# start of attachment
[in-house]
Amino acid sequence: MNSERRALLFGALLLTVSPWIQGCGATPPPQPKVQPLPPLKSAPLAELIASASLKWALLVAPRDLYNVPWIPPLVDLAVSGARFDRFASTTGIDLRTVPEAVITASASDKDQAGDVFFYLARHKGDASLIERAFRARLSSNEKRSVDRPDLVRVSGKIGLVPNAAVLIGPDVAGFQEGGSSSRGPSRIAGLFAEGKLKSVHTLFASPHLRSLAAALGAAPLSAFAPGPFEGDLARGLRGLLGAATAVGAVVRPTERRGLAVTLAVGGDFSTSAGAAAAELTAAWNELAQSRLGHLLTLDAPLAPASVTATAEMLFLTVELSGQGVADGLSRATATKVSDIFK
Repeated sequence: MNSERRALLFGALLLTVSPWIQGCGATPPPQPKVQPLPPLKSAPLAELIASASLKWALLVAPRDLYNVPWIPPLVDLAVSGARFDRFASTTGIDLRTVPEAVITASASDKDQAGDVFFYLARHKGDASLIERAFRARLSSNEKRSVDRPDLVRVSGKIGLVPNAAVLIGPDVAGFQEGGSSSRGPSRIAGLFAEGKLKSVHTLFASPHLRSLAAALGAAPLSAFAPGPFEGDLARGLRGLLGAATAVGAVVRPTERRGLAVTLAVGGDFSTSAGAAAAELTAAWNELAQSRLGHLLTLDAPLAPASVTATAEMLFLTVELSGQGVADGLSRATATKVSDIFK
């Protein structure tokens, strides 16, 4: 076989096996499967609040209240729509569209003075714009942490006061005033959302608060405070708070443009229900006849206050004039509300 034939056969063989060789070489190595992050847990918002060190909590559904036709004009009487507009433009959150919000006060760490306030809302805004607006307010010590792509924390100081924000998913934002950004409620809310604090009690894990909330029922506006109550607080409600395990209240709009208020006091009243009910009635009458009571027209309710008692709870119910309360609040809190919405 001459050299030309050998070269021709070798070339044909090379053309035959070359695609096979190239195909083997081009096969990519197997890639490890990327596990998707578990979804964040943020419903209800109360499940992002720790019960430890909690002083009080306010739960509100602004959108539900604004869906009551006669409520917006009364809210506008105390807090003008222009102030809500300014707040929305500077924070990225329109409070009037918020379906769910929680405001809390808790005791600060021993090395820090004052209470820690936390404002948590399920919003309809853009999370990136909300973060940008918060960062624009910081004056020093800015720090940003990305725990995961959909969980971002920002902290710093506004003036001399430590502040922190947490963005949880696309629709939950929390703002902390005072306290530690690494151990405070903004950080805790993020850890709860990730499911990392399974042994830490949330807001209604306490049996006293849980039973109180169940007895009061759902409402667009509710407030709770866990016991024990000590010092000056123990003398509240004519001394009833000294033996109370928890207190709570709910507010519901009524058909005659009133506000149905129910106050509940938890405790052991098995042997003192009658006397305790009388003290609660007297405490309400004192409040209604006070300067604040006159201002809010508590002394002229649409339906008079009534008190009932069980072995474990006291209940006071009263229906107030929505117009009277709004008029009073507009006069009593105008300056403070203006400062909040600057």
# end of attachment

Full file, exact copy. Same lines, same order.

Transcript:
[in-house]
Amino acid sequence: MNSERRALLFGALLLTVSPWIQGCGATPPPQPKVQPLPPLKSAPLAELIASASLKWALLVAPRDLYNVPWIPPLVDLAVSGARFDRFASTTGIDLRTVPEAVITASASDKDQAGDVFFYLARHKGDASLIERAFRARLSSNEKRSVDRPDLVRVSGKIGLVPNAAVLIGPDVAGFQEGGSSSRGPSRIAGLFAEGKLKSVHTLFASPHLRSLAAALGAAPLSAFAPGPFEGDLARGLRGLLGAATAVGAVVRPTERRGLAVTLAVGGDFSTSAGAAAAELTAAWNELAQSRLGHLLTLDAPLAPASVTATAEMLFLTVELSGQGVADGLSRATATKVSDIFK
Repeated sequence: MNSERRALLFGALLLTVSPWIQGCGATPPPQPKVQPLPPLKSAPLAELIASASLKWALLVAPRDLYNVPWIPPLVDLAVSGARFDRFASTTGIDLRTVPEAVITASASDKDQAGDVFFYLARHKGDASLIERAFRARLSSNEKRSVDRPDLVRVSGKIGLVPNAAVLIGPDVAGFQEGGSSSRGPSRIAGLFAEGKLKSVHTLFASPHLRSLAAALGAAPLSAFAPGPFEGDLARGLRGLLGAATAVGAVVRPTERRGLAVTLAVGGDFSTSAGAAAAELTAAWNELAQSRLGHLLTLDAPLAPASVTATAEMLFLTVELSGQGVADGLSRATATKVSDIFK
């Protein structure tokens, strides 16, 4: 076989096996499967609040209240729509569209003075714009942490006061005033959302608060405070708070443009229900006849206050004039509300 034939056969063989060789070489190595992050847990918002060190909590559904036709004009009487507009433009959150919000006060760490306030809302805004607006307010010590792509924390100081924000998913934002950004409620809310604090009690894990909330029922506006109550607080409600395990209240709009208020006091009243009910009635009458009571027209309710008692709870119910309360609040809190919405 001459050299030309050998070269021709070798070339044909090379053309035959070359695609096979190239195909083997081009096969990519197997890639490890990327596990998707578990979804964040943020419903209800109360499940992002720790019960430890909690002083009080306010739960509100602004959108539900604004869906009551006669409520917006009364809210506008105390807090003008222009102030809500300014707040929305500077924070990225329109409070009037918020379906769910929680405001809390808790005791600060021993090395820090004052209470820690936390404002948590399920919003309809853009999370990136909300973060940008918060960062624009910081004056020093800015720090940003990305725990995961959909969980971002920002902290710093506004003036001399430590502040922190947490963005949880696309629709939950929390703002902390005072306290530690690494151990405070903004950080805790993020850890709860990730499911990392399974042994830490949330807001209604306490049996006293849980039973109180169940007895009061759902409402667009509710407030709770866990016991024990000590010092000056123990003398509240004519001394009833000294033996109370928890207190709570709910507010519901009524058909005659009133506000149905129910106050509940938890405790052991098995042997003192009658006397305790009388003290609660007297405490309400004192409040209604006070300067604040006159201002809010508590002394002229649409339906008079009534008190009932069980072995474990006291209940006071009263229906107030929505117009009277709004008029009073507009006069009593105008300056403070203006400062909040600057």